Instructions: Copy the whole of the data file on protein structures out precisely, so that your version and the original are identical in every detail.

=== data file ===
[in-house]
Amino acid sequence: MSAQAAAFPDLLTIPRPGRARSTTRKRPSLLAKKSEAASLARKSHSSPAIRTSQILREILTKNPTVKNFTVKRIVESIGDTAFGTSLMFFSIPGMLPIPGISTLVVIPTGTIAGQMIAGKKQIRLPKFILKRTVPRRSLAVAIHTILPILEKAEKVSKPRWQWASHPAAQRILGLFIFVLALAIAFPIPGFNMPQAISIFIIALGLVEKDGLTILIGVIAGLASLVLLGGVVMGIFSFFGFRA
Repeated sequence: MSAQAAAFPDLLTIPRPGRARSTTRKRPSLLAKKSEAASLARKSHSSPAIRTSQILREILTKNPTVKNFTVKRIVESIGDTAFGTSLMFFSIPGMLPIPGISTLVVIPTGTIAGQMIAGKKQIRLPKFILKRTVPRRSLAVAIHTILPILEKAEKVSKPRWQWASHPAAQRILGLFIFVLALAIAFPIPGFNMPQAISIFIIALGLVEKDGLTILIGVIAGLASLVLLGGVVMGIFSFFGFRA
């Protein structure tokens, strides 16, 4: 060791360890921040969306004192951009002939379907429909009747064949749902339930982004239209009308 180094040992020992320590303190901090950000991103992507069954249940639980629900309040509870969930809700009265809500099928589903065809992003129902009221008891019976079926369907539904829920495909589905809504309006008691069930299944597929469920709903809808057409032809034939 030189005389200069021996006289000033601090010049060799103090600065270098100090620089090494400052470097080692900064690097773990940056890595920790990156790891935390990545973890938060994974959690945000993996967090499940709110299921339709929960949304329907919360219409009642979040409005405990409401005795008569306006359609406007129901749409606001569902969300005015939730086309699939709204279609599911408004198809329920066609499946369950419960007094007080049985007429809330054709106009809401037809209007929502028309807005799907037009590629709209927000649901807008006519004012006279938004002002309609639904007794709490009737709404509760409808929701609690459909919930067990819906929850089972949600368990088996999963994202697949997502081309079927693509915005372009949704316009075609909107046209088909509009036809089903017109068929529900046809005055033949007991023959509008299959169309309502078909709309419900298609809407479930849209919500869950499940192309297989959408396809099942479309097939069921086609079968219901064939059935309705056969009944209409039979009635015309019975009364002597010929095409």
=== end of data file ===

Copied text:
[in-house]
Amino acid sequence: MSAQAAAFPDLLTIPRPGRARSTTRKRPSLLAKKSEAASLARKSHSSPAIRTSQILREILTKNPTVKNFTVKRIVESIGDTAFGTSLMFFSIPGMLPIPGISTLVVIPTGTIAGQMIAGKKQIRLPKFILKRTVPRRSLAVAIHTILPILEKAEKVSKPRWQWASHPAAQRILGLFIFVLALAIAFPIPGFNMPQAISIFIIALGLVEKDGLTILIGVIAGLASLVLLGGVVMGIFSFFGFRA
Repeated sequence: MSAQAAAFPDLLTIPRPGRARSTTRKRPSLLAKKSEAASLARKSHSSPAIRTSQILREILTKNPTVKNFTVKRIVESIGDTAFGTSLMFFSIPGMLPIPGISTLVVIPTGTIAGQMIAGKKQIRLPKFILKRTVPRRSLAVAIHTILPILEKAEKVSKPRWQWASHPAAQRILGLFIFVLALAIAFPIPGFNMPQAISIFIIALGLVEKDGLTILIGVIAGLASLVLLGGVVMGIFSFFGFRA
């Protein structure tokens, strides 16, 4: 060791360890921040969306004192951009002939379907429909009747064949749902339930982004239209009308 180094040992020992320590303190901090950000991103992507069954249940639980629900309040509870969930809700009265809500099928589903065809992003129902009221008891019976079926369907539904829920495909589905809504309006008691069930299944597929469920709903809808057409032809034939 030189005389200069021996006289000033601090010049060799103090600065270098100090620089090494400052470097080692900064690097773990940056890595920790990156790891935390990545973890938060994974959690945000993996967090499940709110299921339709929960949304329907919360219409009642979040409005405990409401005795008569306006359609406007129901749409606001569902969300005015939730086309699939709204279609599911408004198809329920066609499946369950419960007094007080049985007429809330054709106009809401037809209007929502028309807005799907037009590629709209927000649901807008006519004012006279938004002002309609639904007794709490009737709404509760409808929701609690459909919930067990819906929850089972949600368990088996999963994202697949997502081309079927693509915005372009949704316009075609909107046209088909509009036809089903017109068929529900046809005055033949007991023959509008299959169309309502078909709309419900298609809407479930849209919500869950499940192309297989959408396809099942479309097939069921086609079968219901064939059935309705056969009944209409039979009635015309019975009364002597010929095409």